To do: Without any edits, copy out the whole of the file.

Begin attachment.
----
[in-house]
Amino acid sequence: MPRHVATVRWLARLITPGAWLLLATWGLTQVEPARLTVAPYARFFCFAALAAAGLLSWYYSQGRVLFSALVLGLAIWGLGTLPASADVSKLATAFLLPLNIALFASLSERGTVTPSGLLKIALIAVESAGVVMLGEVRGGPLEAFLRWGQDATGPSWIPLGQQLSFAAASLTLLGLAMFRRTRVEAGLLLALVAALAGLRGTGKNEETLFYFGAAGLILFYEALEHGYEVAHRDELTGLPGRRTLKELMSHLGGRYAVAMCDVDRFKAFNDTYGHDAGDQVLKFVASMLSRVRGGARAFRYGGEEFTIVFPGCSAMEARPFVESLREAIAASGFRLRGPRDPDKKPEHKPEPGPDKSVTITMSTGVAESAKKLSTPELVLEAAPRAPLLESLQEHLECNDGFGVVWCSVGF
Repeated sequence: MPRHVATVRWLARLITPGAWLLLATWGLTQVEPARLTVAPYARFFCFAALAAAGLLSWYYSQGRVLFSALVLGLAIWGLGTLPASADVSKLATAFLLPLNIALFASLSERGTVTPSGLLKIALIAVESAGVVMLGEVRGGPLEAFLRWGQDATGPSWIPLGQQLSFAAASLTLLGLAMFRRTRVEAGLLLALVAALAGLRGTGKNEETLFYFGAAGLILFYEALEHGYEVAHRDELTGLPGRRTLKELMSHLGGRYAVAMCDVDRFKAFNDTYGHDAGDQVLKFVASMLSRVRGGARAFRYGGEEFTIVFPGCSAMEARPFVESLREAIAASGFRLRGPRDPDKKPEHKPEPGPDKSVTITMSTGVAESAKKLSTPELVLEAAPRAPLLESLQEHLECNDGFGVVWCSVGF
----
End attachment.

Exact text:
[in-house]
Amino acid sequence: MPRHVATVRWLARLITPGAWLLLATWGLTQVEPARLTVAPYARFFCFAALAAAGLLSWYYSQGRVLFSALVLGLAIWGLGTLPASADVSKLATAFLLPLNIALFASLSERGTVTPSGLLKIALIAVESAGVVMLGEVRGGPLEAFLRWGQDATGPSWIPLGQQLSFAAASLTLLGLAMFRRTRVEAGLLLALVAALAGLRGTGKNEETLFYFGAAGLILFYEALEHGYEVAHRDELTGLPGRRTLKELMSHLGGRYAVAMCDVDRFKAFNDTYGHDAGDQVLKFVASMLSRVRGGARAFRYGGEEFTIVFPGCSAMEARPFVESLREAIAASGFRLRGPRDPDKKPEHKPEPGPDKSVTITMSTGVAESAKKLSTPELVLEAAPRAPLLESLQEHLECNDGFGVVWCSVGF
Repeated sequence: MPRHVATVRWLARLITPGAWLLLATWGLTQVEPARLTVAPYARFFCFAALAAAGLLSWYYSQGRVLFSALVLGLAIWGLGTLPASADVSKLATAFLLPLNIALFASLSERGTVTPSGLLKIALIAVESAGVVMLGEVRGGPLEAFLRWGQDATGPSWIPLGQQLSFAAASLTLLGLAMFRRTRVEAGLLLALVAALAGLRGTGKNEETLFYFGAAGLILFYEALEHGYEVAHRDELTGLPGRRTLKELMSHLGGRYAVAMCDVDRFKAFNDTYGHDAGDQVLKFVASMLSRVRGGARAFRYGGEEFTIVFPGCSAMEARPFVESLREAIAASGFRLRGPRDPDKKPEHKPEPGPDKSVTITMSTGVAESAKKLSTPELVLEAAPRAPLLESLQEHLECNDGFGVVWCSVGF